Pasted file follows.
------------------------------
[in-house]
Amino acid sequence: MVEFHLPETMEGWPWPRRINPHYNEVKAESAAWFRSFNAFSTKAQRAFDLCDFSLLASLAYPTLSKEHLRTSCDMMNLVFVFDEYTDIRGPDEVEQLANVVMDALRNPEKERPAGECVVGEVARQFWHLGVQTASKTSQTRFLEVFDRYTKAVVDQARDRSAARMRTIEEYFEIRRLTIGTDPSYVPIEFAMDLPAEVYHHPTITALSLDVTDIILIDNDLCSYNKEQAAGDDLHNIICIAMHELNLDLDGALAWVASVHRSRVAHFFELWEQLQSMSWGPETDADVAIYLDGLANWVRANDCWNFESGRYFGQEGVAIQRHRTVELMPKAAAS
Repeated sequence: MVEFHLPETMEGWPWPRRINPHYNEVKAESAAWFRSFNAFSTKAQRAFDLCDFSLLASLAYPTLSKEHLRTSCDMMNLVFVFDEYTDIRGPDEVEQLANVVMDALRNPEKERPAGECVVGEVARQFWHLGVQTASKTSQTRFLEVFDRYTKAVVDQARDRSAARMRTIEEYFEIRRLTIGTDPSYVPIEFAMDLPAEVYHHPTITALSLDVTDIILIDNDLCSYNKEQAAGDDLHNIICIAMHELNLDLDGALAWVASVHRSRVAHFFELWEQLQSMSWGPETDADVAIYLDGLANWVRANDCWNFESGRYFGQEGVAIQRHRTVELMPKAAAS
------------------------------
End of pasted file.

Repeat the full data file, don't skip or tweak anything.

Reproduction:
[in-house]
Amino acid sequence: MVEFHLPETMEGWPWPRRINPHYNEVKAESAAWFRSFNAFSTKAQRAFDLCDFSLLASLAYPTLSKEHLRTSCDMMNLVFVFDEYTDIRGPDEVEQLANVVMDALRNPEKERPAGECVVGEVARQFWHLGVQTASKTSQTRFLEVFDRYTKAVVDQARDRSAARMRTIEEYFEIRRLTIGTDPSYVPIEFAMDLPAEVYHHPTITALSLDVTDIILIDNDLCSYNKEQAAGDDLHNIICIAMHELNLDLDGALAWVASVHRSRVAHFFELWEQLQSMSWGPETDADVAIYLDGLANWVRANDCWNFESGRYFGQEGVAIQRHRTVELMPKAAAS
Repeated sequence: MVEFHLPETMEGWPWPRRINPHYNEVKAESAAWFRSFNAFSTKAQRAFDLCDFSLLASLAYPTLSKEHLRTSCDMMNLVFVFDEYTDIRGPDEVEQLANVVMDALRNPEKERPAGECVVGEVARQFWHLGVQTASKTSQTRFLEVFDRYTKAVVDQARDRSAARMRTIEEYFEIRRLTIGTDPSYVPIEFAMDLPAEVYHHPTITALSLDVTDIILIDNDLCSYNKEQAAGDDLHNIICIAMHELNLDLDGALAWVASVHRSRVAHFFELWEQLQSMSWGPETDADVAIYLDGLANWVRANDCWNFESGRYFGQEGVAIQRHRTVELMPKAAAS